Pancreas Center, New York–Presbyterian Hospital
New York–Presbyterian Pancreas Center, established in 2007, is a division of New York–Presbyterian Hospital and affiliated with Columbia University.
Annually, the center treats about 400 inpatients and records nearly 1,800 outpatient visits. Five surgical oncologists, six interventional endoscopists, five medical oncologists, and seven clinical coordinators staff this facility, which is accredited by the Joint Commission.
Best known for treating pancreatic adenocarcinoma, neuroendocrine tumors, and intraductal papillary mucinous neoplasms, NYP Pancreas Center is also known for portal vein reconstruction with pancreatic resections, and for NanoKnife electroporation with pancreatic tumors. Twenty-one Nanoknife procedures were performed in 2013.
The center utilizes minimally invasive technologies such as laparoscopy, robotic techniques, and fine-needle biopsy. Its specialized instrumentation includes endoscopic ultrasound and endoscopic retrograde cholangiopancreatography (ERCP), enabling examination of the tubes that drain the pancreas, liver, and gallbladder. The gastrointestinal endoscopy team has developed a high level of technical skill, executing more than 1,500 ERCP and endoscopic ultrasound procedures every year.
Gastroenterologists at NYP Pancreas Center also use intraductal ultrasound to better visualize cysts and tumors within the pancreas. The SpyGlass™ Direct Visualization System is employed for single-operator duodenoscope-assisted cholangiopancreatoscopy (SODAC), which is particularly beneficial with patients who have difficult-to-access ducts due to premalignant lesions, indeterminate biliary and pancreatic strictures, and intractable stones.
One of the facility’s most commonly performed procedures is the traditional Whipple procedure (with or without portal vein reconstruction). Also known as pancreaticoduodenectomy, it was pioneered by former Chairman of the Department of Surgery at Columbia University, Allen Oldfather Whipple. This operation removes the head of the pancreas along with the duodenum, the gallbladder, a portion of the stomach, and a portion of the bile duct. In 2013 the center carried out 109 Whipple procedures, as well as 75 distal and 13 total pancreatectomies and 7 complex pancreatectomies (central and Appleby procedures).
Approximately one-third of pancreatic cancer cases are ruled inoperable because the disease has entered blood vessels in the area. Physicians at NYP Pancreas Center, however, use neoadjuvant chemotherapy and radation to shrink tumors and are able to offer surgery to as many as 85 percent of patients diagnosed with locally inoperable cancer.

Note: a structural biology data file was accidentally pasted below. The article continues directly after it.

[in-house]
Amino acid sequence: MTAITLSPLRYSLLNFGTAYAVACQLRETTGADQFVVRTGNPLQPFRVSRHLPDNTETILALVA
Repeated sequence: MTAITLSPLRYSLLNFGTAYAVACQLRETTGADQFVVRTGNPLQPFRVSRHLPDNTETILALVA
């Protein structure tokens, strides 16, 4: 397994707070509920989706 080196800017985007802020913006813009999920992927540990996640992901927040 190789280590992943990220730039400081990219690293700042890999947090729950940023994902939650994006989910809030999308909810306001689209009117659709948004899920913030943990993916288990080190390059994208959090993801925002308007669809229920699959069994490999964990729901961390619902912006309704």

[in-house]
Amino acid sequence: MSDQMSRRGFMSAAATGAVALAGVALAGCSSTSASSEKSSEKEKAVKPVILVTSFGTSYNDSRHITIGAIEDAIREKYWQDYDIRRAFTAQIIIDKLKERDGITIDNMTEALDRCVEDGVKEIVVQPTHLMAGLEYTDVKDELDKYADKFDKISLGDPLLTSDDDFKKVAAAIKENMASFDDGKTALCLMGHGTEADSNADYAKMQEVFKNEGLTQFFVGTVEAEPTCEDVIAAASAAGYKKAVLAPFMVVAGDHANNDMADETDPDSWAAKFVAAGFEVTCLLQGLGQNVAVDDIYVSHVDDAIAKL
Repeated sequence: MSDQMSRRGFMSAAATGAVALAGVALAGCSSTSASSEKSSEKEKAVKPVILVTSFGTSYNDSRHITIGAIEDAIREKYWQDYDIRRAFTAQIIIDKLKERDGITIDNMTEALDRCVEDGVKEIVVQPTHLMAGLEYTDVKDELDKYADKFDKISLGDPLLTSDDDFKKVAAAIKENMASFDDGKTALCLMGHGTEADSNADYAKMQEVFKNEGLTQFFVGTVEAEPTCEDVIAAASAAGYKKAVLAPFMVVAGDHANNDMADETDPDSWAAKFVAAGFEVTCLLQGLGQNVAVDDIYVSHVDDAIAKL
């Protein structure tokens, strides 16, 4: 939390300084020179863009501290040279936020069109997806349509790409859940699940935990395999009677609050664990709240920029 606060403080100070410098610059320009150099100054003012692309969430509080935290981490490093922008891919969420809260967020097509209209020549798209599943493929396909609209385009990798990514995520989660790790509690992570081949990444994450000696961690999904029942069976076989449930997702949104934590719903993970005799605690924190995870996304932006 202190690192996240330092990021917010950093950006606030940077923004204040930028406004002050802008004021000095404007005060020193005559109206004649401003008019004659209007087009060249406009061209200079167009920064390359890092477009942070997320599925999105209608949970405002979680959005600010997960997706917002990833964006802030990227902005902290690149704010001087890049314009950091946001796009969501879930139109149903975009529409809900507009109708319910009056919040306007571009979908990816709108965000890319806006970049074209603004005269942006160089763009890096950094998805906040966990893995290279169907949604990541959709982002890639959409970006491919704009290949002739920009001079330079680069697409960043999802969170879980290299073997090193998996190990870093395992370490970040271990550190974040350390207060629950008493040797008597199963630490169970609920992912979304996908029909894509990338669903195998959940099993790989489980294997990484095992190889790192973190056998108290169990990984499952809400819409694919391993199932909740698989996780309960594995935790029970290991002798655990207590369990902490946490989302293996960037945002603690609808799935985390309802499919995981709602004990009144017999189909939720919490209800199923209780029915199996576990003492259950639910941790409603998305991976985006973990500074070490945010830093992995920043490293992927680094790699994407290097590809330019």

Another treatment advance is GTX, which combines existing chemotherapy medications Gemzar, Taxotere, and Xeloda in a unique regimen that boasts record response and survival rates in a phase II trial, despite pancreatic cancer’s usual resistance to chemotherapy.
The Muzzi Mirza Pancreatic Cancer Prevention & Genetics Program, established by one of the center’s patients, combines patient-centered clinical practice with innovative research. The center is also home to the Pancreatic Cyst Surveillance Program, focusing on patients with known or suspected pancreatic cysts. A multidisciplinary group of specialists establishes an aggressive observation plan that engages oncologists and gastroenterologists for detection, diagnosis, and treatment; surgeons for diagnostic and therapeutic operations; geneticists to identify at-risk family members; and nurse practitioners to help manage patient care.
Sufferers of gastrointestinal and pancreatic disease often face problems with eating and maintaining weight. Thus, NYP Pancreas Center offers free nutrition counseling to every patient, with customized food and dietary plans based on a clinical nutritionist’s assessment of the patient’s individual needs.
Translators are available for all languages. The facility provides accommodations, an amenities unit, newspapers and television in the patient’s language, and coordination with patients’ home embassies. It also has religious centers and books, honors dietary requests such as kosher and halal, and helps patients celebrate holidays at local religious centers.
Second opinion consultations are available; patients can contact NYP Pancreas Center’s administrator for further information.
Last updated on 11 January 2017
Get to Know Your Hospital or Clinic
Once you’ve chosen a date and destination for your treatment, you’ll be wise to do some additional sleuthing, beginning with your treatment center. Although detail-driven, this investigation is not as daunting as it sounds, and most of your research involves simple fact-checking.